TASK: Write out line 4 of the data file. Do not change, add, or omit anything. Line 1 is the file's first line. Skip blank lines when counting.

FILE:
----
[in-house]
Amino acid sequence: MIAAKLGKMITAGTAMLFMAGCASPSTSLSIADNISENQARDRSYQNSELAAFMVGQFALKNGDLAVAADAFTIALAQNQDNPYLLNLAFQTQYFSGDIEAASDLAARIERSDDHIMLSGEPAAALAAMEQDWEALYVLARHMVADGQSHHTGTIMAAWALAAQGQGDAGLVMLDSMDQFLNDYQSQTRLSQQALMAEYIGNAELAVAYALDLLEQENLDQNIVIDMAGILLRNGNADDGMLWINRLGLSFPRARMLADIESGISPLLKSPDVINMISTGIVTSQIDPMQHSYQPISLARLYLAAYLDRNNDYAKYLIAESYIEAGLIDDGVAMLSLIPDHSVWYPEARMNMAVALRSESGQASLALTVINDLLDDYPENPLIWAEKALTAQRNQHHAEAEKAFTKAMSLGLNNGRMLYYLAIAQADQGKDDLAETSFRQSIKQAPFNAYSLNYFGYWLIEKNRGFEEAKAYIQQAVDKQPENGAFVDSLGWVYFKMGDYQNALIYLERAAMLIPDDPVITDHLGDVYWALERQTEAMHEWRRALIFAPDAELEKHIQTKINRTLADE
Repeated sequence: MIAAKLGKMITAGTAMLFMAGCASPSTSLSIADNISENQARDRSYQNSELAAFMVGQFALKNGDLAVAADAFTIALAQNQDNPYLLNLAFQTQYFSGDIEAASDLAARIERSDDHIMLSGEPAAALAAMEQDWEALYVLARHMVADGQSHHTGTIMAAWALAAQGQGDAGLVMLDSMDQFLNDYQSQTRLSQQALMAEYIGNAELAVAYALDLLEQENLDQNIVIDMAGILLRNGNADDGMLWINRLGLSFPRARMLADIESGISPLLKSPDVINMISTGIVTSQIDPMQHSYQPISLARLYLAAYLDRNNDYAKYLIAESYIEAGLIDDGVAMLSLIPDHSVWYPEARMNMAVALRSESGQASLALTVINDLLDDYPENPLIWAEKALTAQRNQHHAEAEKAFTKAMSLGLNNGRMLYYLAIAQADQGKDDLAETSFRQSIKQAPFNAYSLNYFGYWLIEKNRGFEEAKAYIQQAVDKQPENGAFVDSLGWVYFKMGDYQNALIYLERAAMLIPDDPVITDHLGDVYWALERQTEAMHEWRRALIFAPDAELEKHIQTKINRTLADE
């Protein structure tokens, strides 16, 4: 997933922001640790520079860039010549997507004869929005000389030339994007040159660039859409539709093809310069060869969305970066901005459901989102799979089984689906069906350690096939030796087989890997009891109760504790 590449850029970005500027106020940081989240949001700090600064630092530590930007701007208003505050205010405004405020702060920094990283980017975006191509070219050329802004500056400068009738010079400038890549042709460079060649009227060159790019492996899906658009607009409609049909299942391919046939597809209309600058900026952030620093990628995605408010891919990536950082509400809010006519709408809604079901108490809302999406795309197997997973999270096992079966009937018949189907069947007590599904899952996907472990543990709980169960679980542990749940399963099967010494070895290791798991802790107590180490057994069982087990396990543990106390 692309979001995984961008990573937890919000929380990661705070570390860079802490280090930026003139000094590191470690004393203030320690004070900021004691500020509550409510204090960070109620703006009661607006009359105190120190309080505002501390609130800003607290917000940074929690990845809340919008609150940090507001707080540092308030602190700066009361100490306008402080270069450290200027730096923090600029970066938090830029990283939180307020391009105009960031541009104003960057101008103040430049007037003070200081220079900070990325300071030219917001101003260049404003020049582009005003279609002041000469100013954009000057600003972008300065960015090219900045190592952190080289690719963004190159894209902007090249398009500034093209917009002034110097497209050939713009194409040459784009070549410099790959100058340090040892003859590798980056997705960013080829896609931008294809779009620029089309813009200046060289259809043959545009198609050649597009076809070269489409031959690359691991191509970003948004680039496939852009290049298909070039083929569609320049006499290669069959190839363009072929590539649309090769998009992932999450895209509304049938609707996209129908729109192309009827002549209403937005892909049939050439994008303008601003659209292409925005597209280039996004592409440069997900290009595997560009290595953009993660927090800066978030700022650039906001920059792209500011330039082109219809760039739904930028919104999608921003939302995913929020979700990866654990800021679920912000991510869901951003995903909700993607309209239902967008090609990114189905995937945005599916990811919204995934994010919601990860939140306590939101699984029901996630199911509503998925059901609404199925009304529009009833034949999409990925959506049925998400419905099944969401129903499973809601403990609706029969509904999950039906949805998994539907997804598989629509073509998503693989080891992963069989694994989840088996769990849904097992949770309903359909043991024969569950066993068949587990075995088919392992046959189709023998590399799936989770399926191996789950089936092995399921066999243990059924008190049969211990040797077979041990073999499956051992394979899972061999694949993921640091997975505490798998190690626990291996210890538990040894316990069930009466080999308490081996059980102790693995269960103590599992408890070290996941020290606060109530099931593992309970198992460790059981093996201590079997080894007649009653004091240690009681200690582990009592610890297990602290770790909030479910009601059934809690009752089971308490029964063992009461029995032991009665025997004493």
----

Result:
């Protein structure tokens, strides 16, 4: 997933922001640790520079860039010549997507004869929005000389030339994007040159660039859409539709093809310069060869969305970066901005459901989102799979089984689906069906350690096939030796087989890997009891109760504790 590449850029970005500027106020940081989240949001700090600064630092530590930007701007208003505050205010405004405020702060920094990283980017975006191509070219050329802004500056400068009738010079400038890549042709460079060649009227060159790019492996899906658009607009409609049909299942391919046939597809209309600058900026952030620093990628995605408010891919990536950082509400809010006519709408809604079901108490809302999406795309197997997973999270096992079966009937018949189907069947007590599904899952996907472990543990709980169960679980542990749940399963099967010494070895290791798991802790107590180490057994069982087990396990543990106390 692309979001995984961008990573937890919000929380990661705070570390860079802490280090930026003139000094590191470690004393203030320690004070900021004691500020509550409510204090960070109620703006009661607006009359105190120190309080505002501390609130800003607290917000940074929690990845809340919008609150940090507001707080540092308030602190700066009361100490306008402080270069450290200027730096923090600029970066938090830029990283939180307020391009105009960031541009104003960057101008103040430049007037003070200081220079900070990325300071030219917001101003260049404003020049582009005003279609002041000469100013954009000057600003972008300065960015090219900045190592952190080289690719963004190159894209902007090249398009500034093209917009002034110097497209050939713009194409040459784009070549410099790959100058340090040892003859590798980056997705960013080829896609931008294809779009620029089309813009200046060289259809043959545009198609050649597009076809070269489409031959690359691991191509970003948004680039496939852009290049298909070039083929569609320049006499290669069959190839363009072929590539649309090769998009992932999450895209509304049938609707996209129908729109192309009827002549209403937005892909049939050439994008303008601003659209292409925005597209280039996004592409440069997900290009595997560009290595953009993660927090800066978030700022650039906001920059792209500011330039082109219809760039739904930028919104999608921003939302995913929020979700990866654990800021679920912000991510869901951003995903909700993607309209239902967008090609990114189905995937945005599916990811919204995934994010919601990860939140306590939101699984029901996630199911509503998925059901609404199925009304529009009833034949999409990925959506049925998400419905099944969401129903499973809601403990609706029969509904999950039906949805998994539907997804598989629509073509998503693989080891992963069989694994989840088996769990849904097992949770309903359909043991024969569950066993068949587990075995088919392992046959189709023998590399799936989770399926191996789950089936092995399921066999243990059924008190049969211990040797077979041990073999499956051992394979899972061999694949993921640091997975505490798998190690626990291996210890538990040894316990069930009466080999308490081996059980102790693995269960103590599992408890070290996941020290606060109530099931593992309970198992460790059981093996201590079997080894007649009653004091240690009681200690582990009592610890297990602290770790909030479910009601059934809690009752089971308490029964063992009461029995032991009665025997004493």